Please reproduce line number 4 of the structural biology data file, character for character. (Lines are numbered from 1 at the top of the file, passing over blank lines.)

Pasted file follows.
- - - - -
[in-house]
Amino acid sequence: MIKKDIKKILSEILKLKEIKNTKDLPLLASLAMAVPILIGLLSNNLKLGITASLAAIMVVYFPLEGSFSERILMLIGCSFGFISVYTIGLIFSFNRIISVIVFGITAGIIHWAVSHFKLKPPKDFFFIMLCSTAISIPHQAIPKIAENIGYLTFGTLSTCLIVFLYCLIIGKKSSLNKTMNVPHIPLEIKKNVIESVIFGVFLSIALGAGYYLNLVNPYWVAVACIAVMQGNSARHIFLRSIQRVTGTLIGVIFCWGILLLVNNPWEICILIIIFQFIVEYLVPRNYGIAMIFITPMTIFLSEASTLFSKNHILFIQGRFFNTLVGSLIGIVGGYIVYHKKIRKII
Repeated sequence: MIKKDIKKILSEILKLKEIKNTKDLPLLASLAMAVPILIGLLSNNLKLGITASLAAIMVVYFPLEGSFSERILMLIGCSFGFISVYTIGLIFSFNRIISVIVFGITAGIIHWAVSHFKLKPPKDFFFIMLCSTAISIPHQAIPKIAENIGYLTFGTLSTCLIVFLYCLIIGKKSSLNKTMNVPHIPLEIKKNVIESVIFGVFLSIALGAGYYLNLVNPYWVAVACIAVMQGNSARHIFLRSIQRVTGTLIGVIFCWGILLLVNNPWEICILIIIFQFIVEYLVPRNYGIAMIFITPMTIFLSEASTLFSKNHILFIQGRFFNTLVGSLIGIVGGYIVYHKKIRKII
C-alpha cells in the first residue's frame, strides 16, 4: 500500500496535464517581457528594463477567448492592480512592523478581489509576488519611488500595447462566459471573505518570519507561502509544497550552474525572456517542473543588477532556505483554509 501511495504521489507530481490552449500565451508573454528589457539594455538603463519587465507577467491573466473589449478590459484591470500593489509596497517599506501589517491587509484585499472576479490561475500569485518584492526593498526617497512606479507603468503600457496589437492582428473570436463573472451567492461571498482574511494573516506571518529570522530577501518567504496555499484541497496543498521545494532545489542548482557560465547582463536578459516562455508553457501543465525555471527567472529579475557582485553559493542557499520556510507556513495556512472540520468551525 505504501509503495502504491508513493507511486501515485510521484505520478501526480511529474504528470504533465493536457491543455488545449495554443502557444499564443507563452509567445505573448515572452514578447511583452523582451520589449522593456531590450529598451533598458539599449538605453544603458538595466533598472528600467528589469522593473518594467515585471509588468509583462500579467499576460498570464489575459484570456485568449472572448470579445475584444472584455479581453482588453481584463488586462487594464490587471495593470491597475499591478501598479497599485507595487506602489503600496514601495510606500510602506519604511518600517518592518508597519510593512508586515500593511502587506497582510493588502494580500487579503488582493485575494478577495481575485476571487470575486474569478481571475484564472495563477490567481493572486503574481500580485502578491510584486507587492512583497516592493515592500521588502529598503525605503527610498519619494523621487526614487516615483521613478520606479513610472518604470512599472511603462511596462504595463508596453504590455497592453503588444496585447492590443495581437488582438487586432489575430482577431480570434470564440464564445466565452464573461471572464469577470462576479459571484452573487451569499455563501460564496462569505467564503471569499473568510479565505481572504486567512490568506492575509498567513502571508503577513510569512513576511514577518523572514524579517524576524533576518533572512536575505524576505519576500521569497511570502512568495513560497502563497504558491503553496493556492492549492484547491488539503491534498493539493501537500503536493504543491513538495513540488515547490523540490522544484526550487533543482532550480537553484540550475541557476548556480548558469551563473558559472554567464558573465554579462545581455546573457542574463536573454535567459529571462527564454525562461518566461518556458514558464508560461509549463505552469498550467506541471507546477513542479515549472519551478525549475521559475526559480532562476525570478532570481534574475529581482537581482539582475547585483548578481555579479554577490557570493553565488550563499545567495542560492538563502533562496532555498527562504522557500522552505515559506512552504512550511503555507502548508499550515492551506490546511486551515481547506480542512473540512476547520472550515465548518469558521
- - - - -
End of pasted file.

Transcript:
C-alpha cells in the first residue's frame, strides 16, 4: 500500500496535464517581457528594463477567448492592480512592523478581489509576488519611488500595447462566459471573505518570519507561502509544497550552474525572456517542473543588477532556505483554509 501511495504521489507530481490552449500565451508573454528589457539594455538603463519587465507577467491573466473589449478590459484591470500593489509596497517599506501589517491587509484585499472576479490561475500569485518584492526593498526617497512606479507603468503600457496589437492582428473570436463573472451567492461571498482574511494573516506571518529570522530577501518567504496555499484541497496543498521545494532545489542548482557560465547582463536578459516562455508553457501543465525555471527567472529579475557582485553559493542557499520556510507556513495556512472540520468551525 505504501509503495502504491508513493507511486501515485510521484505520478501526480511529474504528470504533465493536457491543455488545449495554443502557444499564443507563452509567445505573448515572452514578447511583452523582451520589449522593456531590450529598451533598458539599449538605453544603458538595466533598472528600467528589469522593473518594467515585471509588468509583462500579467499576460498570464489575459484570456485568449472572448470579445475584444472584455479581453482588453481584463488586462487594464490587471495593470491597475499591478501598479497599485507595487506602489503600496514601495510606500510602506519604511518600517518592518508597519510593512508586515500593511502587506497582510493588502494580500487579503488582493485575494478577495481575485476571487470575486474569478481571475484564472495563477490567481493572486503574481500580485502578491510584486507587492512583497516592493515592500521588502529598503525605503527610498519619494523621487526614487516615483521613478520606479513610472518604470512599472511603462511596462504595463508596453504590455497592453503588444496585447492590443495581437488582438487586432489575430482577431480570434470564440464564445466565452464573461471572464469577470462576479459571484452573487451569499455563501460564496462569505467564503471569499473568510479565505481572504486567512490568506492575509498567513502571508503577513510569512513576511514577518523572514524579517524576524533576518533572512536575505524576505519576500521569497511570502512568495513560497502563497504558491503553496493556492492549492484547491488539503491534498493539493501537500503536493504543491513538495513540488515547490523540490522544484526550487533543482532550480537553484540550475541557476548556480548558469551563473558559472554567464558573465554579462545581455546573457542574463536573454535567459529571462527564454525562461518566461518556458514558464508560461509549463505552469498550467506541471507546477513542479515549472519551478525549475521559475526559480532562476525570478532570481534574475529581482537581482539582475547585483548578481555579479554577490557570493553565488550563499545567495542560492538563502533562496532555498527562504522557500522552505515559506512552504512550511503555507502548508499550515492551506490546511486551515481547506480542512473540512476547520472550515465548518469558521